Oregon's meth problem: Deaths on the rise as price per ounce plummets
SPRINGFIELD, Ore. -- Meth is making a comeback across the country, and Oregon is seeing some of the worst of it.
"Prices have really dropped and the availability has gotten greater, probably certainly within the past three years," an undercover Springfield Police narcotics officer said.
An ounce of meth four years ago would have been $1,000; today, it's half that price.
Oregon's biggest concern is that meth-related deaths are increasing rapidly.
They more than tripled since 2010.
"Methamphetamine causes large releases of dopamine and that's the reward neurotransmitter that we have in us, and that's quite addictive," Lane County Public Health Dr. Patrick Luedtke said.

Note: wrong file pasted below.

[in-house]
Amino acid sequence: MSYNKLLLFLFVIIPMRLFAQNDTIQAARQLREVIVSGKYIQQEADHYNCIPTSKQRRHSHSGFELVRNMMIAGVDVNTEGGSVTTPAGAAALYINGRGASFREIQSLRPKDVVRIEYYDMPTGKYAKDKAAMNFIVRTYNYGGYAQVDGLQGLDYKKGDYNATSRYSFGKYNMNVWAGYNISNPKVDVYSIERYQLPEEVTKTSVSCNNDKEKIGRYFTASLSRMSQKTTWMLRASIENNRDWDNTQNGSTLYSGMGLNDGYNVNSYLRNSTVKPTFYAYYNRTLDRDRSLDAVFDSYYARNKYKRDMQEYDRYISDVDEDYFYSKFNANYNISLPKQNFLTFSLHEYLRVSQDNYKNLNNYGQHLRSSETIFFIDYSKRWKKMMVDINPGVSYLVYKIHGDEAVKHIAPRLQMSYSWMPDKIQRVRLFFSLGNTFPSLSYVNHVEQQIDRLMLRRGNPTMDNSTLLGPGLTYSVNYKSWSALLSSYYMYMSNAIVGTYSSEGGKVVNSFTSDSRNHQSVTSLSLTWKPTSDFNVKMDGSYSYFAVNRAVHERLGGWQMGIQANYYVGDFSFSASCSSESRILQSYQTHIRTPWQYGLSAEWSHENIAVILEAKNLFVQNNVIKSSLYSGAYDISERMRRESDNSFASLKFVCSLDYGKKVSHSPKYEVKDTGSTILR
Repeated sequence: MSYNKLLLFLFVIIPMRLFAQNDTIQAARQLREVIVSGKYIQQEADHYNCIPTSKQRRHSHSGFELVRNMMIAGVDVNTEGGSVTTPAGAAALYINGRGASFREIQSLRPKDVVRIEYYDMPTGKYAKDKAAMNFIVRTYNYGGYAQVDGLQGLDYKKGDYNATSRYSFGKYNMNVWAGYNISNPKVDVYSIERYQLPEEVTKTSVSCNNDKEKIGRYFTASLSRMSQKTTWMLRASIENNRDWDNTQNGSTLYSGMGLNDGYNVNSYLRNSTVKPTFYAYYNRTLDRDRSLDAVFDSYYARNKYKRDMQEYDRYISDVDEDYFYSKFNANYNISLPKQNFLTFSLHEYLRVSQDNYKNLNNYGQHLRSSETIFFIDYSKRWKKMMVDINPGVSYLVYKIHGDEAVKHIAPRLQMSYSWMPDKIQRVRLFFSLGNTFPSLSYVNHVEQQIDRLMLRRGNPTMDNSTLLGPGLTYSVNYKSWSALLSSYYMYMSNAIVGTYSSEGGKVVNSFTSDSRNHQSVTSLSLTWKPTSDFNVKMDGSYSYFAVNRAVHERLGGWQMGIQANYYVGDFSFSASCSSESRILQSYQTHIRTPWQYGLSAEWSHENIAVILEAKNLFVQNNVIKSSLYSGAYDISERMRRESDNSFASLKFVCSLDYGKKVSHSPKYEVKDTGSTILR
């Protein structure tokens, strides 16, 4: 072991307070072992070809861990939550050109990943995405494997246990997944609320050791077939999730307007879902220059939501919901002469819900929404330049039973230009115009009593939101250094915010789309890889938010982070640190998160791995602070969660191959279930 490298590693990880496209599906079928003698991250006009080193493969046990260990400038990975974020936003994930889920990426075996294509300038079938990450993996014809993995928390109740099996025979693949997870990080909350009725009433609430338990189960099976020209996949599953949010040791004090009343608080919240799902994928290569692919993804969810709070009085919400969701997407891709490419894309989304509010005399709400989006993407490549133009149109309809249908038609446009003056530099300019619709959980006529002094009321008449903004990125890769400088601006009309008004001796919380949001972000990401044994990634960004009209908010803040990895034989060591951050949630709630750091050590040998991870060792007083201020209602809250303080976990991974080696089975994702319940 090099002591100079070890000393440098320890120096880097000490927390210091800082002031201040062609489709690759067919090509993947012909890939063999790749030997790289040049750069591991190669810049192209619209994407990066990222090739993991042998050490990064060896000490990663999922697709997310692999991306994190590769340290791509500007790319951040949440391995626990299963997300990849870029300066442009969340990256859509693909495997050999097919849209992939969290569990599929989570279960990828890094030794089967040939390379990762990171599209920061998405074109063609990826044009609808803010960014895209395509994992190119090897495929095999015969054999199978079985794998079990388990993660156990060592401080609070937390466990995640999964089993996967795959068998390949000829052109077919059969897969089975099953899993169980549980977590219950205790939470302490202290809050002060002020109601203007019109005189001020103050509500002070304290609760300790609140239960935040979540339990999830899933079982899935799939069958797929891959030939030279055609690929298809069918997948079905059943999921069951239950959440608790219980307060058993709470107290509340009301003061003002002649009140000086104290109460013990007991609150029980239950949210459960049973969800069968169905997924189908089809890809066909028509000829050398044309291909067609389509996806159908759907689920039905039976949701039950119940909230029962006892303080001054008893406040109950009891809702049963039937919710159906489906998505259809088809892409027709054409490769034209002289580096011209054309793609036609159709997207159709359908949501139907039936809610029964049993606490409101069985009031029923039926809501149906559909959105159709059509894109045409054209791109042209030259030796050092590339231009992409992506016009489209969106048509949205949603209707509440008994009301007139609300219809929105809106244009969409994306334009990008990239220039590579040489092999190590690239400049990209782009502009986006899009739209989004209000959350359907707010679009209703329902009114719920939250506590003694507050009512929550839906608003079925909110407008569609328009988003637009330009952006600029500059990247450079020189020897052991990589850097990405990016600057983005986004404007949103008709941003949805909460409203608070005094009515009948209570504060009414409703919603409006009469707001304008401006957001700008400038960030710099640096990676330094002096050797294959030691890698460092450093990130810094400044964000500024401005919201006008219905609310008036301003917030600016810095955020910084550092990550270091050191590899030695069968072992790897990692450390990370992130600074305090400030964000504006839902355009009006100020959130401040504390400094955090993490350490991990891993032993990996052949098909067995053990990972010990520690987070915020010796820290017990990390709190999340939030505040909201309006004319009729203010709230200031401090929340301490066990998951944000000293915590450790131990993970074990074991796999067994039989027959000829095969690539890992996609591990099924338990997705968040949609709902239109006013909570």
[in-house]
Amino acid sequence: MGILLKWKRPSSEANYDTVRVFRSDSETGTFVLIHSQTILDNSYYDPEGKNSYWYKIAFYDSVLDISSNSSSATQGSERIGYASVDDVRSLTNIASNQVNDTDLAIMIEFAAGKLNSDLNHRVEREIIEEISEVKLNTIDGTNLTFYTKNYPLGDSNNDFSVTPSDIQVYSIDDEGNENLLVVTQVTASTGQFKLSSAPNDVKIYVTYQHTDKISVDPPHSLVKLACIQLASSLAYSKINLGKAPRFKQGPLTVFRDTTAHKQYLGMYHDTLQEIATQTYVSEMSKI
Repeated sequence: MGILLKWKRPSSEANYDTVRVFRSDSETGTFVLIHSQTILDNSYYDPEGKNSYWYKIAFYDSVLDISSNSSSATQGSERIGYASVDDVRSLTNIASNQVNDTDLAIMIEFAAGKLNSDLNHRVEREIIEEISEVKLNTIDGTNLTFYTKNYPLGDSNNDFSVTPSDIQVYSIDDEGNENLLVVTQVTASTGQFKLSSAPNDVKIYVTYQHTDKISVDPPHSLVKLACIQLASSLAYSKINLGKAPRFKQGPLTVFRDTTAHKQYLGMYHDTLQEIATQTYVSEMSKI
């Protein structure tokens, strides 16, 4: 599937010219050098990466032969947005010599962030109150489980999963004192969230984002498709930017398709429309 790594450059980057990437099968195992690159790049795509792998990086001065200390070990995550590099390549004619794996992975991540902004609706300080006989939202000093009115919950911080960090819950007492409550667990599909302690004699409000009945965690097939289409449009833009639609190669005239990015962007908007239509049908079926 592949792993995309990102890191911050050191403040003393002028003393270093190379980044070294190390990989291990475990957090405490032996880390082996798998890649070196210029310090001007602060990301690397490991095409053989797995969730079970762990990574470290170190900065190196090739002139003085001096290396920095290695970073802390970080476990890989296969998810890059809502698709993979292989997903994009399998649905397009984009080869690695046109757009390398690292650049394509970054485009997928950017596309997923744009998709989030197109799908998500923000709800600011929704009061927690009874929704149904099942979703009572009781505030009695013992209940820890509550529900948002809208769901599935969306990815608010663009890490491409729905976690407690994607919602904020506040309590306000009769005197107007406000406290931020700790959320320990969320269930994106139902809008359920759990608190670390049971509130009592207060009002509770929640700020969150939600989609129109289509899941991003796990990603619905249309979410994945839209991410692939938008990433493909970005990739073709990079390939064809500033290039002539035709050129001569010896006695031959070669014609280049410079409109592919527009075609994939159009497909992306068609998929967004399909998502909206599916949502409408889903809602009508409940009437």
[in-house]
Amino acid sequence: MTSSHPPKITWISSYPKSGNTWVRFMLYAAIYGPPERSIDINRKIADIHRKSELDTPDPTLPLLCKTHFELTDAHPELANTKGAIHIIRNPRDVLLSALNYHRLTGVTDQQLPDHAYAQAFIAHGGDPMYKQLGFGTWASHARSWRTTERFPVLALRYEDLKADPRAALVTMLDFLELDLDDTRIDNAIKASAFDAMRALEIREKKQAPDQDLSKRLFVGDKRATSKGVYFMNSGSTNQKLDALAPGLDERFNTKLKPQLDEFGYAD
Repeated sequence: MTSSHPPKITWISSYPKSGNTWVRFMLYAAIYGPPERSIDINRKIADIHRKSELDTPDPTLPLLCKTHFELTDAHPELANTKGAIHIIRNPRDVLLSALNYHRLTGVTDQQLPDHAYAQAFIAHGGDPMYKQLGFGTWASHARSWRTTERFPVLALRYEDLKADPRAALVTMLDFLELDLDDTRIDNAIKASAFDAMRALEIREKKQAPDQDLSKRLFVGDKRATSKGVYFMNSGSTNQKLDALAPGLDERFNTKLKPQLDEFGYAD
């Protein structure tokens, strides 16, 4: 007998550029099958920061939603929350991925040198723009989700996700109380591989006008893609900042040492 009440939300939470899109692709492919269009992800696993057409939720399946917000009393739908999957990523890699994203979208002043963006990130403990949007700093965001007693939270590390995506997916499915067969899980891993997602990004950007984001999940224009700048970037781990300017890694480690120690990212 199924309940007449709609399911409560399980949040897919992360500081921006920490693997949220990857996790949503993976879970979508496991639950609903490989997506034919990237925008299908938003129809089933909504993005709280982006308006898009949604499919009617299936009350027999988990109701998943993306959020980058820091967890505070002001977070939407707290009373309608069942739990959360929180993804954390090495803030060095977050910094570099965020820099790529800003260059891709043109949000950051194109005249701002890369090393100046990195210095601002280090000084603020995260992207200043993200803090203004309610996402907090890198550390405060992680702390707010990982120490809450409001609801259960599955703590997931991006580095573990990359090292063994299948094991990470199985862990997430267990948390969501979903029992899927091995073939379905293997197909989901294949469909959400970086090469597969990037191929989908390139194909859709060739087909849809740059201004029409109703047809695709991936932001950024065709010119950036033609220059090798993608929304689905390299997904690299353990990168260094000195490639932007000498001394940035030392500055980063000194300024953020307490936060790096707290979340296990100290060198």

Health officials are doing what they can to curb demand for the drug.
"We try to do a lot of education starting with kids in elementary school and we try to do a good deal as well with those who are using and then those people who are now addicted; we really try to identify them and get them into treatment," Dr. Luedtke said.
This happens while law enforcement works to diminish the supply.
"Keeping the street level dealers on edge is just as important as keeping the big ones looking over their shoulder all the time," the narcotics officer said.
We rode along with him to learn more about what that job entails.